Image 01 Image 03

Colleges Prepare for the Coming Backlash on DEI Policies

Colleges Prepare for the Coming Backlash on DEI Policies

“The move to dismantle diversity, equity, and inclusion efforts, as they’ve become known, has been supercharged with the resignation of Claudine Gay”

The public now sees what has been happening on college campuses for years and there is pushback. That’s a good thing.

The Chronicle of Higher Education reports:

Amid National Backlash, Colleges Brace for Fresh Wave of Anti-DEI Legislation

At least 14 states this year will consider legislation that could dismantle the ways college administrators attempt to correct historical and structural gender and racial disparities and make campus climates more inclusive, according to a Chronicle of Higher Education analysis.

The Chronicle has identified at least 19 bills that will be considered in the coming months that seek to ban the employment and funding of diversity, equity, and inclusion offices; the use of pledges by faculty and staff to commit to creating a more inclusive environment on campus, commonly known as diversity statements; mandatory diversity training; and identity-based preferences for hiring and admissions.

While college administrators argue that they have a legal, moral, and financial obligation to more aggressively tackle forms of discrimination on campus and provide extra resources to historically marginalized employees and students — who will soon make up more than half of the nation’s population — opponents say those efforts are ineffective, illegal, and, in fact, discriminatory against white men.

The move to dismantle diversity, equity, and inclusion efforts, as they’ve become known, has been supercharged with the resignation of Claudine Gay, Harvard University’s first Black president, over plagiarism charges, her handling of protests surrounding the Israel-Hamas war, and the belief that she unfairly benefited from discriminatory hiring practices.

Gay “is the poster girl, if you will, for a lot of the complaints and critiques about higher ed in the last few years. She was dean of the faculty, she implemented DEI programs and got kudos for that, and rode that to the Harvard presidency,” said Ilya Shapiro, a senior fellow and director of constitutional studies at the Manhattan Institute.. “She was a bureaucrat that crystallized DEI structures. … There seems to be a window, a policy-push window, against DEI that is open.”

Since The Chronicle began tracking DEI legislation in early 2023, 49 bills have been introduced across 23 states. Almost two dozen of those bills last year were either tabled, failed to pass, or vetoed, while seven bills in five states were signed into law.


Donations tax deductible
to the full extent allowed by law.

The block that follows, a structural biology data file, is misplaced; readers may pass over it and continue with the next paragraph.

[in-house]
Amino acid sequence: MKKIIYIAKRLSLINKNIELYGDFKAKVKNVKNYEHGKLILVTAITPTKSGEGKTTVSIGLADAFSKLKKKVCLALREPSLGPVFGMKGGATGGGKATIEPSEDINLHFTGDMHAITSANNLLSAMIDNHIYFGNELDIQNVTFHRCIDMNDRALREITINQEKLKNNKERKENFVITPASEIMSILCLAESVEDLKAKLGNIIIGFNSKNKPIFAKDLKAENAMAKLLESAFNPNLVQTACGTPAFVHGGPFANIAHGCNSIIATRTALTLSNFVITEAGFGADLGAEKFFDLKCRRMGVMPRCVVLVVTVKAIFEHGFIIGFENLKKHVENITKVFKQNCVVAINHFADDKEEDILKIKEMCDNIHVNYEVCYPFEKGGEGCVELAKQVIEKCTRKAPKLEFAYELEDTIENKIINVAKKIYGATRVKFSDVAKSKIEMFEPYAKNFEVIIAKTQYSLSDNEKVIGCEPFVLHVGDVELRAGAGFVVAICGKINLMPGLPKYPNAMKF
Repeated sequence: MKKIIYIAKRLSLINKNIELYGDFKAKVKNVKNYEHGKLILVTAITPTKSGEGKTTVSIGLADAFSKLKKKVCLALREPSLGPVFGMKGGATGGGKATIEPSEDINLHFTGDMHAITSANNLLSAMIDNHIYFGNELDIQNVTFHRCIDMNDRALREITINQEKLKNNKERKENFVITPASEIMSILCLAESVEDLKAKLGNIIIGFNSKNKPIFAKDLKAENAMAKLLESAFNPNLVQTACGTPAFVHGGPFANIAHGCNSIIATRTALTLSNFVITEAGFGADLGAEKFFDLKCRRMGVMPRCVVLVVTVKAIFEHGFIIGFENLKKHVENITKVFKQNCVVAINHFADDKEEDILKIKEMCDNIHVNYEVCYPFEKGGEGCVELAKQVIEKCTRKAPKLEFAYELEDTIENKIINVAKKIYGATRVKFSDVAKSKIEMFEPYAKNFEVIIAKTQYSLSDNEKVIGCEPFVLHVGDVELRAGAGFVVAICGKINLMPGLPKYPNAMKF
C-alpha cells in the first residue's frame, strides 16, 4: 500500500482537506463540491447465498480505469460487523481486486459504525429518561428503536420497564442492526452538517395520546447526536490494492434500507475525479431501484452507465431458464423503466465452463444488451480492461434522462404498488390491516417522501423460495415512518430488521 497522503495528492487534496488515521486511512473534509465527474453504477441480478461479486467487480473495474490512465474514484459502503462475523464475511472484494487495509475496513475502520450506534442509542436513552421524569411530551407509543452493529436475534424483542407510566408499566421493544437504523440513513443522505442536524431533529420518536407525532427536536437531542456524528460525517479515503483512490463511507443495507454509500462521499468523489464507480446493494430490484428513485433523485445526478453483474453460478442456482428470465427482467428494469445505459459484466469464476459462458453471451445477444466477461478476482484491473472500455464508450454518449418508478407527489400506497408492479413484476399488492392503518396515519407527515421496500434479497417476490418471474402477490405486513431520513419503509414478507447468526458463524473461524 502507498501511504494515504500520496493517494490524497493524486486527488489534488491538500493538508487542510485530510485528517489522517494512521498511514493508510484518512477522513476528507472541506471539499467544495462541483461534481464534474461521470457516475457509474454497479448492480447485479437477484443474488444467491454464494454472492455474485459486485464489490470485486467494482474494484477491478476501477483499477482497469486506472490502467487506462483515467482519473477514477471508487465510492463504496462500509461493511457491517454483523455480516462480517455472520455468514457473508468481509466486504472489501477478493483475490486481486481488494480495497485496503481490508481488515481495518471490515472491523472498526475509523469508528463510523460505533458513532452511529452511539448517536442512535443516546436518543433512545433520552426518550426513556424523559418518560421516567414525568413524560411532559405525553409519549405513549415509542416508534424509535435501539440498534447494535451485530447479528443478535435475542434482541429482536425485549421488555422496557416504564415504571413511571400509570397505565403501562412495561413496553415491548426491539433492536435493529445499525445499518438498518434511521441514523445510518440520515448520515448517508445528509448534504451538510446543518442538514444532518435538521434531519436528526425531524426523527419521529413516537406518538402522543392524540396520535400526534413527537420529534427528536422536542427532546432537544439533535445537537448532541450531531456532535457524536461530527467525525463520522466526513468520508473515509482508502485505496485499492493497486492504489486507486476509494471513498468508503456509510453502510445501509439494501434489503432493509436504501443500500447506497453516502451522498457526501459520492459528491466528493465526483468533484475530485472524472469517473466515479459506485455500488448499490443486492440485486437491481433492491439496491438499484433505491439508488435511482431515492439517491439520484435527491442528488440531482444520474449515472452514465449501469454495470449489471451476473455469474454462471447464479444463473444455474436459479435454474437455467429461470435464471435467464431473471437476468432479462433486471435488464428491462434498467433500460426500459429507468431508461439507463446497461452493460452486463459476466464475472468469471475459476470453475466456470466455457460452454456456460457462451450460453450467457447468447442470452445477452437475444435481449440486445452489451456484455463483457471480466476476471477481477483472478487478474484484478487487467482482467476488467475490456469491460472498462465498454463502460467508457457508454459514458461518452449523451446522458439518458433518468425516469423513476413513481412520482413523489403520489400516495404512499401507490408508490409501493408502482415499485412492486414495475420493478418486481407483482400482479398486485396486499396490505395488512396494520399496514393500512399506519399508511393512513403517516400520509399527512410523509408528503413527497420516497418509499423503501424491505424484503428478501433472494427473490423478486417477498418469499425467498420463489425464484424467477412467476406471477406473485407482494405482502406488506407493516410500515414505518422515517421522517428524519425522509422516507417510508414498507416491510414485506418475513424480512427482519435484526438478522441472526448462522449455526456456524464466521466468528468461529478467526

James Hankins, who teaches history at Harvard, has a perceptive take on this in his “An Honest Diversity Statement” in the Law and Liberty blog.

To wit:

“Prudent and humane governments have usually tolerated a degree of pluralism in order to reduce social discord, but pluralism as such has not been celebrated as a positive feature of society until quite recently. In fact, diversity is a luxury good that can be enjoyed only in secure, peaceful societies. Even in such societies, it has to be weighed against other goods (like meritocracy) that will have to be sacrificed if it is pursued as an absolute good. An indiscriminate commitment to “diversity,” bereft of any loyalty to unifying principles, is the mark of a weak or collapsing society.”

    What a great take on diversity and meritocracy!


    Kingfisher in reply to John M. | January 18, 2024 at 12:58 pm

    And in another major academic contribution:

    Harvard professors proudly assert that they have discovered that water is wet.

    BierceAmbrose in reply to John M. | January 19, 2024 at 12:07 am

    Great find. That’s very well said.

    While a great many tools and poseurs occupy the heights of academia, it’s a shame the brains that also get filtered and swept into those entangling sargassos. Sometimes you encounter something from the as yet uncorrupted smart ones.

    This from Catullus — of course I did not encounter it through higher ed — could be about our institutions:

    I hate and love. If you ask me to explain
    The contradiction,
    I can’t, but I can feel it, and the pain
    Is crucifixion.

    Odi et amo: quare id faciam fortasse requiris.
    Nescio, sed fieri sentio et excrucior.

    Quote pulled here:

    And now I have a new rat hole to explore. If the rest of that place is as good as that article, they probably deserve some support.